For years, the world has marveled at the chutzpah corporations have used to push their taxes down to levels lower than ordinary citizens could only dream of. According to the European Commission, iPhone manufacturer Apple, for example, at times paid taxes of only 0.005 percent on its profits in Ireland and should therefore pay 13 billion euros in back taxes. Apple CEO Tim Cook described the demand as “political crap,” and the government in Dublin has so far successfully resisted collecting those billions.
Politicians have long looked on as multinational tech giants played tricks, and in some cases even encouraged them through their tax laws. But since the publication of massive data leaks, such as the “Panama Papers,” public outrage has grown. Activists have long been beating the drum for corporate tax reform. They are supported by scholars like University of California at Berkeley economists Gabriel Zucman and Emmanuel Saez, who decry the current tax system as a “triumph of injustice.”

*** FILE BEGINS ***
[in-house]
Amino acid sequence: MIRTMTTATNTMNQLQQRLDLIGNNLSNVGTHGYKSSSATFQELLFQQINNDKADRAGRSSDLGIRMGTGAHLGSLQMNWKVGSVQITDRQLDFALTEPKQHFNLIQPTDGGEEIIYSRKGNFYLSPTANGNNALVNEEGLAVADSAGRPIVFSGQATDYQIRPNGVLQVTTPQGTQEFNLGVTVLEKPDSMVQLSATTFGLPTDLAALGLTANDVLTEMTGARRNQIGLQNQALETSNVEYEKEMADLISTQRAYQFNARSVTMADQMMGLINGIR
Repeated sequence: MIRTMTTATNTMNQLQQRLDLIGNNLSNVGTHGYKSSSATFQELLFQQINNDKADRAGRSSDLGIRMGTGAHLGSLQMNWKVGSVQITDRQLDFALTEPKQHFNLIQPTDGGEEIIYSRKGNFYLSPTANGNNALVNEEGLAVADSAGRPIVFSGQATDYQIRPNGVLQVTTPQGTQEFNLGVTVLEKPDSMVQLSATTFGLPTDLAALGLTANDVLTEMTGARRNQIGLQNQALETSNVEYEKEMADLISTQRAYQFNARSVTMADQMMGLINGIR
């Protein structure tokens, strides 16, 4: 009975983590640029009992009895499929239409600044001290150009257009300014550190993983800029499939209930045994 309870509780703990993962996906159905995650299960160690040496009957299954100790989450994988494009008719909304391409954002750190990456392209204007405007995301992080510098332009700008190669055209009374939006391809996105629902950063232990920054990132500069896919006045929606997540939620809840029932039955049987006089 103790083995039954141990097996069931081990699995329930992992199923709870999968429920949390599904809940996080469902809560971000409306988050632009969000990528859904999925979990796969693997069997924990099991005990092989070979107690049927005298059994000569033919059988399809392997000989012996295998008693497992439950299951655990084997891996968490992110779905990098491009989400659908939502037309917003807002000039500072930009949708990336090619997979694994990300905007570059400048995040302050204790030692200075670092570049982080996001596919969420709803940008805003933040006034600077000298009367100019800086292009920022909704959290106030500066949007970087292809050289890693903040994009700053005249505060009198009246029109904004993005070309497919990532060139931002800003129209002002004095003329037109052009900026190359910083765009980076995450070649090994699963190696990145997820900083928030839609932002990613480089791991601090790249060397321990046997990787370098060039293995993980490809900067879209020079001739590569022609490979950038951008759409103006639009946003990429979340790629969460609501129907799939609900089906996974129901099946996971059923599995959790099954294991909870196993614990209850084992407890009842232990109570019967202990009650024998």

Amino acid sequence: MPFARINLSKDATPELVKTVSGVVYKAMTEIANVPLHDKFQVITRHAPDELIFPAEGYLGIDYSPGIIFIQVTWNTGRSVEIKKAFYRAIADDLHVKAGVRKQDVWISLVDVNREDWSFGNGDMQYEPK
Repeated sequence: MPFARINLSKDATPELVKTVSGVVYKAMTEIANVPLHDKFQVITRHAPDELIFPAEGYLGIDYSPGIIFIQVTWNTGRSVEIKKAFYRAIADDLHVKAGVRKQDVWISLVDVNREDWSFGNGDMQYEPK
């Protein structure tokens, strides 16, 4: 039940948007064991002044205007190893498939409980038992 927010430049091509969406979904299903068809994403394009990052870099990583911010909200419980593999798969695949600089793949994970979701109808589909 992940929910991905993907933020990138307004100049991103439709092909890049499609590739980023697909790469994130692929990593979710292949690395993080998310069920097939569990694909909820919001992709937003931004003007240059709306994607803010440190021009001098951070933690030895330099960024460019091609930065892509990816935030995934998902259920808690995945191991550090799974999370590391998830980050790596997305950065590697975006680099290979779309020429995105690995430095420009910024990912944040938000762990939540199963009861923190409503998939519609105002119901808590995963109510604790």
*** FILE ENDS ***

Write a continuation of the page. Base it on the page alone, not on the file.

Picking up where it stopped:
Under Joe Biden, those voices have now made it to the Treasury Department, where the tax analysis office has been headed since February by economist Kimberly Clausing, who previously made a name for herself with research into the tax-motivated shifting of corporate profits to offshore havens. Treasury Minister Janet Yellen also considers the global tax competition to be “self-defeating” and announced, “We want to change the game.”
The Americans have also become more involved in OECD negotiations that the Trump administration had only recently torpedoed. The Biden administration believes that the corporate tax rate should be at least 21 percent worldwide, the same level it is seeking for the U.S. If other countries fall short, the U.S. Treasury would be allowed to book the difference for itself. Biden’s people want to use it to prevent U.S. corporations from moving profits or jobs overseas.